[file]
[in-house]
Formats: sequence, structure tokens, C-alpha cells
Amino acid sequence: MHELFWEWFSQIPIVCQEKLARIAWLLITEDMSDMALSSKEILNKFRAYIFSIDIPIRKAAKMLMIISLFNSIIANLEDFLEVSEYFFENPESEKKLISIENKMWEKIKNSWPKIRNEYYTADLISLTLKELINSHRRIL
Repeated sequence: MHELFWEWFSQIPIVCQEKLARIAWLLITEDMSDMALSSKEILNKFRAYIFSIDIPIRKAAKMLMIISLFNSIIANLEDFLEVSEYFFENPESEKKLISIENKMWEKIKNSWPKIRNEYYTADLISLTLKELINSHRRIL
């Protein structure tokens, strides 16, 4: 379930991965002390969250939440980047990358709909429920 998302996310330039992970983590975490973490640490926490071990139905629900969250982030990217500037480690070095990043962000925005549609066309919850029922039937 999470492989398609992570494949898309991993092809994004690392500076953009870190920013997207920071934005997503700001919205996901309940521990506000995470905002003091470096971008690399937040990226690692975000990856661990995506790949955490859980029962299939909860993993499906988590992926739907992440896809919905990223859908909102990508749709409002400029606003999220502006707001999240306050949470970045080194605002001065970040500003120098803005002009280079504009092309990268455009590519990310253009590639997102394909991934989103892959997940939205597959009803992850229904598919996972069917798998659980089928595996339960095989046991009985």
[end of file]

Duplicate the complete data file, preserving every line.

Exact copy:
[in-house]
Formats: sequence, structure tokens, C-alpha cells
Amino acid sequence: MHELFWEWFSQIPIVCQEKLARIAWLLITEDMSDMALSSKEILNKFRAYIFSIDIPIRKAAKMLMIISLFNSIIANLEDFLEVSEYFFENPESEKKLISIENKMWEKIKNSWPKIRNEYYTADLISLTLKELINSHRRIL
Repeated sequence: MHELFWEWFSQIPIVCQEKLARIAWLLITEDMSDMALSSKEILNKFRAYIFSIDIPIRKAAKMLMIISLFNSIIANLEDFLEVSEYFFENPESEKKLISIENKMWEKIKNSWPKIRNEYYTADLISLTLKELINSHRRIL
């Protein structure tokens, strides 16, 4: 379930991965002390969250939440980047990358709909429920 998302996310330039992970983590975490973490640490926490071990139905629900969250982030990217500037480690070095990043962000925005549609066309919850029922039937 999470492989398609992570494949898309991993092809994004690392500076953009870190920013997207920071934005997503700001919205996901309940521990506000995470905002003091470096971008690399937040990226690692975000990856661990995506790949955490859980029962299939909860993993499906988590992926739907992440896809919905990223859908909102990508749709409002400029606003999220502006707001999240306050949470970045080194605002001065970040500003120098803005002009280079504009092309990268455009590519990310253009590639997102394909991934989103892959997940939205597959009803992850229904598919996972069917798998659980089928595996339960095989046991009985």